|Publication number||US6295553 B1|
|Application number||US 09/218,210|
|Publication date||Sep 25, 2001|
|Filing date||Dec 22, 1998|
|Priority date||Dec 22, 1998|
|Publication number||09218210, 218210, US 6295553 B1, US 6295553B1, US-B1-6295553, US6295553 B1, US6295553B1|
|Inventors||Roger Lee Gilbertson, James L. DePenning|
|Original Assignee||Unisys Corporation|
|Export Citation||BiBTeX, EndNote, RefMan|
|Patent Citations (2), Referenced by (62), Classifications (12), Legal Events (11)|
|External Links: USPTO, USPTO Assignment, Espacenet|
The following co-pending patent applications of common assignee contains some common disclosure:
“High-Performance Modular Memory System With Crossbar Connections” Ser. No. 09/001,592, filed Dec. 31, 1997, which is incorporated herein by reference in its entirety; and
“Multi-Level Priority Control System And Method For Managing Concurrently Pending Data Transfer Requests”, Ser. No. 09/218,377, filed concurrently herewith, which is incorporated herein by reference in tis entirety.
This invention relates generally to transfer request priority management in multiprocessing systems, and more particularly to a system and method for prioritizing the delivery of information transfer requests using a least-recently-serviced rotational priority technique.
Large-scale data processing systems typically utilize a tremendous amount of memory. This is particularly true in multiprocessing systems where multiple processing units are implemented. There are several memory methodologies known in the art that provide for efficient use of memory in such multiprocessing environments. One such memory methodology is a distributed memory where each processor has access to its own dedicated memory, and access to another processor's memory involves sending messages via an inter-processor network. While distributed memory structures avoid problems of contention for memory and can be implemented relatively inexpensively, it is usually slower than other memory methodologies, such as shared memory systems.
Shared memory is used in a parallel system, or multiprocessing system, and can be accessed by more than one processor. The shared memory is connected to the multiple processing units—typically accomplished using a shared bus or network. Large-scale shared memories may be designed to cooperate with local cache memories associated with each processor in the system. Cache consistency, or coherency, protocols ensure that one processor's cached copy of a shared memory location is invalidated when another processor writes to that location.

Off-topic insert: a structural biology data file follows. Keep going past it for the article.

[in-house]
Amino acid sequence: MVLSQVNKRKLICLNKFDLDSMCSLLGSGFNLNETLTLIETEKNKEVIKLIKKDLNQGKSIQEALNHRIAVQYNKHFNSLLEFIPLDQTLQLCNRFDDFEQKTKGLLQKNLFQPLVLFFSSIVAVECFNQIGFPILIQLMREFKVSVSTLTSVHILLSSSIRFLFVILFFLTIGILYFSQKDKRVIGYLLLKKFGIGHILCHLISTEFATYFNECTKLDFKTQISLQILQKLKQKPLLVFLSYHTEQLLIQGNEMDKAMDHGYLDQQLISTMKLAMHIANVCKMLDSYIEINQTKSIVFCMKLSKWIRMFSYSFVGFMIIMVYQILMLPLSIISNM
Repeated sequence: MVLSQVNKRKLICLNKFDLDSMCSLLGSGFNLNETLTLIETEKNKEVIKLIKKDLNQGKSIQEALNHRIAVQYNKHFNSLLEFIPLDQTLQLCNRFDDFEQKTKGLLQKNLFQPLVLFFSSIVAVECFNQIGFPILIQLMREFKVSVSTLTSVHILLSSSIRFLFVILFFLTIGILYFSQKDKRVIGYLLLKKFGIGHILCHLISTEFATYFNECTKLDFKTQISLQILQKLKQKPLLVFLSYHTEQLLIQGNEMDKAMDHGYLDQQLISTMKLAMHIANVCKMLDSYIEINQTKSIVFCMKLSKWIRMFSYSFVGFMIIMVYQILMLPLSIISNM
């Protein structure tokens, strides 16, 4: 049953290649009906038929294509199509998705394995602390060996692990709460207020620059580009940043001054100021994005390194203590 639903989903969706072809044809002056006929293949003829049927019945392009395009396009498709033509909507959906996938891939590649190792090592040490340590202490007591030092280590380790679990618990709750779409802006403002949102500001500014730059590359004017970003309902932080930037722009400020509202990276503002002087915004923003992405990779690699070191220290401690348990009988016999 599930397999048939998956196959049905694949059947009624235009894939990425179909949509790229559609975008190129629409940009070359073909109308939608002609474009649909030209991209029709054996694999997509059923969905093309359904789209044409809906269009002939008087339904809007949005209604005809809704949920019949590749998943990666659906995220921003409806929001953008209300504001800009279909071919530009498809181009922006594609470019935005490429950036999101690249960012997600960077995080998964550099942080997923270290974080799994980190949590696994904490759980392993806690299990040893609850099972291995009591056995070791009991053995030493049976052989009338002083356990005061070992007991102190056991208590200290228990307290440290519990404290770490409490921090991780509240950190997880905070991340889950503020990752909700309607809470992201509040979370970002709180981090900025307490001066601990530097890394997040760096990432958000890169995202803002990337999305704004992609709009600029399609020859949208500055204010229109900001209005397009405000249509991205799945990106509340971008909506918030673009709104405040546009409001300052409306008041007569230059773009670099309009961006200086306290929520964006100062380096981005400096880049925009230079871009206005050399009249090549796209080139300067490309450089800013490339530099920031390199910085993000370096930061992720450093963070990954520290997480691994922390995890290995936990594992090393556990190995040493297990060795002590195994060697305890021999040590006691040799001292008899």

It may be the case that the main system memory assumes the responsibility for maintaining cache coherency. Data modifications applied to a particular cache must be properly regulated and controlled to eliminate the risk of any other requesting device accessing invalid data. Control circuitry and cache directory structures may be used within the main system memory to perform these regulation and control functions. In such a case, there is no direct connectivity between the independent caches because the control circuitry must be involved in order to maintain cache coherency. Furthermore, input/output (I/O) processors must also be able to bidirectionally communicate with system processors, and cache memories operating in connection with I/O processors is also therefore regulated by the directory structures, control circuitry, and other coherency-related circuitry.
Requests for data transfers may occur at a faster rate than the memory and associated cache coherency logic can sustain. A buffering technique is typically used to queue such requests until they can be processed. However, the queuing function can sometimes result in inefficient and discriminatory request servicing. In some cases, one processor's requests may be repeatedly processed, while another's arc left relatively unattended. In other cases, a processor having relatively few requests may needlessly tie up system resources by receiving unnecessary request service polls. These situations can reduce available request bandpass, and increase the probability of request stalling or request lockout.
It is desirable for data transfer requests to be managed as efficiently as possible. One method known in the art that attempts to alleviate these problems is known as a “fixed” request priority scheme. Each requester is assigned a fixed priority value, and requests are handled according to this associated priority value. Those requests having a high fixed priority value are always handled prior to those having relatively low priority values. Such a scheme leaves the lowest priority requester completely unattended unless, and until, no other requests are pending. This type of arrangement can cause request “stalls” or “lockouts”, since a high priority requester might always have a request available, blocking out lower priority requesters. While this is acceptable from the high priority requester's point of view, this results in serious performance degradation for lower priority requesters.
Another request priority scheme is referred to as “snap-fixed”, where input request activity is continually or periodically polled. This results in a captured “snapshot” of the request activity at a given time. All of the captured requests are processed in a fixed order until all requests in the snapshot have been processed, at which time a new snapshot is taken. While this approach is arguably better than the fixed approach, it too has its drawbacks. The snap-fixed approach can reduce or eliminate lockouts, but at a cost. A lower priority request always has to wait for all higher requests in the snapshot. This may be acceptable for a system where the high volume requesters are mixed with low volume requesters, and the low volume requesters are assigned a high priority level to compensate for the volume discrepancy. This would have very little adverse affect on the higher volume requesters since they would only occasionally be delayed. However, where the volume of all requesters is similar, this method clearly favors the requesters having higher priority assignments, and the other requesters will continually experience longer delays.